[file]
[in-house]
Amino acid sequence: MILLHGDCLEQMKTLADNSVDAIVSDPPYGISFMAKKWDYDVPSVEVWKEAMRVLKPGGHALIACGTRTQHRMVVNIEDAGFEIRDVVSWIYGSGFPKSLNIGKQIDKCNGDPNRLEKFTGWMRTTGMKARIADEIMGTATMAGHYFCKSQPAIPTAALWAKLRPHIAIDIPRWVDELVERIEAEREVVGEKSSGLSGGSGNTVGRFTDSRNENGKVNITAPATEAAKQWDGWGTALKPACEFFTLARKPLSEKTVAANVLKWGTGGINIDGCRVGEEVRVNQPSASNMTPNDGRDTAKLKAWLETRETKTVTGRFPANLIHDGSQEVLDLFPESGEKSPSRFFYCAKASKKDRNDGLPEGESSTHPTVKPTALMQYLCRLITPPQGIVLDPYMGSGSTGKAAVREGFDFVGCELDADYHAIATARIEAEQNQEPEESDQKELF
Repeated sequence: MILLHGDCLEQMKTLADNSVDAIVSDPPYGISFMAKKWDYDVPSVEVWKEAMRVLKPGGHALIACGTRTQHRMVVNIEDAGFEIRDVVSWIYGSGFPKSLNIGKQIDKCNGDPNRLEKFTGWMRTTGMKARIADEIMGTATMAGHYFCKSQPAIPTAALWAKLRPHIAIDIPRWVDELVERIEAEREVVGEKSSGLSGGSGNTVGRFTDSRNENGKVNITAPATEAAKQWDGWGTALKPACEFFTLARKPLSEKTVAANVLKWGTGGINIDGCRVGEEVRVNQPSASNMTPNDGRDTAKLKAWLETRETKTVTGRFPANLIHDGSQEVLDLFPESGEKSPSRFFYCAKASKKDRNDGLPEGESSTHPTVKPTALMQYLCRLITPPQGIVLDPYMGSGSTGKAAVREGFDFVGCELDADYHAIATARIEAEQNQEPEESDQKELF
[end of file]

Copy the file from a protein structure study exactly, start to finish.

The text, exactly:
[in-house]
Amino acid sequence: MILLHGDCLEQMKTLADNSVDAIVSDPPYGISFMAKKWDYDVPSVEVWKEAMRVLKPGGHALIACGTRTQHRMVVNIEDAGFEIRDVVSWIYGSGFPKSLNIGKQIDKCNGDPNRLEKFTGWMRTTGMKARIADEIMGTATMAGHYFCKSQPAIPTAALWAKLRPHIAIDIPRWVDELVERIEAEREVVGEKSSGLSGGSGNTVGRFTDSRNENGKVNITAPATEAAKQWDGWGTALKPACEFFTLARKPLSEKTVAANVLKWGTGGINIDGCRVGEEVRVNQPSASNMTPNDGRDTAKLKAWLETRETKTVTGRFPANLIHDGSQEVLDLFPESGEKSPSRFFYCAKASKKDRNDGLPEGESSTHPTVKPTALMQYLCRLITPPQGIVLDPYMGSGSTGKAAVREGFDFVGCELDADYHAIATARIEAEQNQEPEESDQKELF
Repeated sequence: MILLHGDCLEQMKTLADNSVDAIVSDPPYGISFMAKKWDYDVPSVEVWKEAMRVLKPGGHALIACGTRTQHRMVVNIEDAGFEIRDVVSWIYGSGFPKSLNIGKQIDKCNGDPNRLEKFTGWMRTTGMKARIADEIMGTATMAGHYFCKSQPAIPTAALWAKLRPHIAIDIPRWVDELVERIEAEREVVGEKSSGLSGGSGNTVGRFTDSRNENGKVNITAPATEAAKQWDGWGTALKPACEFFTLARKPLSEKTVAANVLKWGTGGINIDGCRVGEEVRVNQPSASNMTPNDGRDTAKLKAWLETRETKTVTGRFPANLIHDGSQEVLDLFPESGEKSPSRFFYCAKASKKDRNDGLPEGESSTHPTVKPTALMQYLCRLITPPQGIVLDPYMGSGSTGKAAVREGFDFVGCELDADYHAIATARIEAEQNQEPEESDQKELF